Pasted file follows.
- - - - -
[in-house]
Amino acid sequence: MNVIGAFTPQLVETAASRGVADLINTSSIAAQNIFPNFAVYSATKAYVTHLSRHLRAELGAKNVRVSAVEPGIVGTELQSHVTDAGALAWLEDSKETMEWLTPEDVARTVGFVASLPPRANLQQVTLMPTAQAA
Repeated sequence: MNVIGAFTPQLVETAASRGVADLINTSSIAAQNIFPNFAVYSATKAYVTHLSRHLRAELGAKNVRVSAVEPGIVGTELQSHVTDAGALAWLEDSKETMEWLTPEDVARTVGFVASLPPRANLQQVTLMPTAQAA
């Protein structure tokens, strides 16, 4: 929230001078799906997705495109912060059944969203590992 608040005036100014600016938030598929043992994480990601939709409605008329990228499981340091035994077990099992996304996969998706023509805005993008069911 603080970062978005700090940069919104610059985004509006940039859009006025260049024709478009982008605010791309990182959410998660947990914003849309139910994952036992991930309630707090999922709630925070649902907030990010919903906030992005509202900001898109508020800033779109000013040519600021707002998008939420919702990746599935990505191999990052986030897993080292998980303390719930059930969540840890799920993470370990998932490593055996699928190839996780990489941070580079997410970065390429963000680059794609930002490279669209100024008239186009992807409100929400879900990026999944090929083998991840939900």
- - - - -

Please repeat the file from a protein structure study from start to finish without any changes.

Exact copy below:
[in-house]
Amino acid sequence: MNVIGAFTPQLVETAASRGVADLINTSSIAAQNIFPNFAVYSATKAYVTHLSRHLRAELGAKNVRVSAVEPGIVGTELQSHVTDAGALAWLEDSKETMEWLTPEDVARTVGFVASLPPRANLQQVTLMPTAQAA
Repeated sequence: MNVIGAFTPQLVETAASRGVADLINTSSIAAQNIFPNFAVYSATKAYVTHLSRHLRAELGAKNVRVSAVEPGIVGTELQSHVTDAGALAWLEDSKETMEWLTPEDVARTVGFVASLPPRANLQQVTLMPTAQAA
């Protein structure tokens, strides 16, 4: 929230001078799906997705495109912060059944969203590992 608040005036100014600016938030598929043992994480990601939709409605008329990228499981340091035994077990099992996304996969998706023509805005993008069911 603080970062978005700090940069919104610059985004509006940039859009006025260049024709478009982008605010791309990182959410998660947990914003849309139910994952036992991930309630707090999922709630925070649902907030990010919903906030992005509202900001898109508020800033779109000013040519600021707002998008939420919702990746599935990505191999990052986030897993080292998980303390719930059930969540840890799920993470370990998932490593055996699928190839996780990489941070580079997410970065390429963000680059794609930002490279669209100024008239186009992807409100929400879900990026999944090929083998991840939900």